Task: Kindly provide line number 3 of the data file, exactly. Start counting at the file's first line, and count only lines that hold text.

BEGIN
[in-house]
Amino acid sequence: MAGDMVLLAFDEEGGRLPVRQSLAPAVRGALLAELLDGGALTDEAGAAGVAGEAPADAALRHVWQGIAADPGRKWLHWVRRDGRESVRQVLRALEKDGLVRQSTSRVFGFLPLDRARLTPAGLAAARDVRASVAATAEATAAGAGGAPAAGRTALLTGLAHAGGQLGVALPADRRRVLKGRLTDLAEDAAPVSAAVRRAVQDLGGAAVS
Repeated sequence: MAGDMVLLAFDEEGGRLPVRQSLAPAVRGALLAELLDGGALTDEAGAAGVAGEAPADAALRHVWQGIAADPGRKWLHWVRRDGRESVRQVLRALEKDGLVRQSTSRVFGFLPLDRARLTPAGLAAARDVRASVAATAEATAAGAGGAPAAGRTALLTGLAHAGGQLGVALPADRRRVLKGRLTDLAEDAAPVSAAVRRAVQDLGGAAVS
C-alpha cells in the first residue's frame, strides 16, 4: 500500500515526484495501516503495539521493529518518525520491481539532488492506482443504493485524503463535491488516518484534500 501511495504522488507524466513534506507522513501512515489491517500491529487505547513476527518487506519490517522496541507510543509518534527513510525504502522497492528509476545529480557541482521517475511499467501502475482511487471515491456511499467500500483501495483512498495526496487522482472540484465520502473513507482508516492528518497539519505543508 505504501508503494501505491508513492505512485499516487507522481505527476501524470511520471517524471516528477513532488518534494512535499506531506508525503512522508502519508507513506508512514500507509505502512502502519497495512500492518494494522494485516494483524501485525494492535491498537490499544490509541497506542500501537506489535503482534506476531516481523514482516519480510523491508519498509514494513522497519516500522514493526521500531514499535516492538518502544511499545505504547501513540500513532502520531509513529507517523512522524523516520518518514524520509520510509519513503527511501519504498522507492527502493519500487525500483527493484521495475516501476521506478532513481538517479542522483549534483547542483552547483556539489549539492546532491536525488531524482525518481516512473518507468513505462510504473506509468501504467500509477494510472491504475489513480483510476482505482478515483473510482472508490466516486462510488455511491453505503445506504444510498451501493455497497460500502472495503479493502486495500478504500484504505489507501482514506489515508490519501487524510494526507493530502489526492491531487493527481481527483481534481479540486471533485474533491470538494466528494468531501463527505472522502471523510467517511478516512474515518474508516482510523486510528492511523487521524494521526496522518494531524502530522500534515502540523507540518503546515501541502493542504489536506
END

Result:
Repeated sequence: MAGDMVLLAFDEEGGRLPVRQSLAPAVRGALLAELLDGGALTDEAGAAGVAGEAPADAALRHVWQGIAADPGRKWLHWVRRDGRESVRQVLRALEKDGLVRQSTSRVFGFLPLDRARLTPAGLAAARDVRASVAATAEATAAGAGGAPAAGRTALLTGLAHAGGQLGVALPADRRRVLKGRLTDLAEDAAPVSAAVRRAVQDLGGAAVS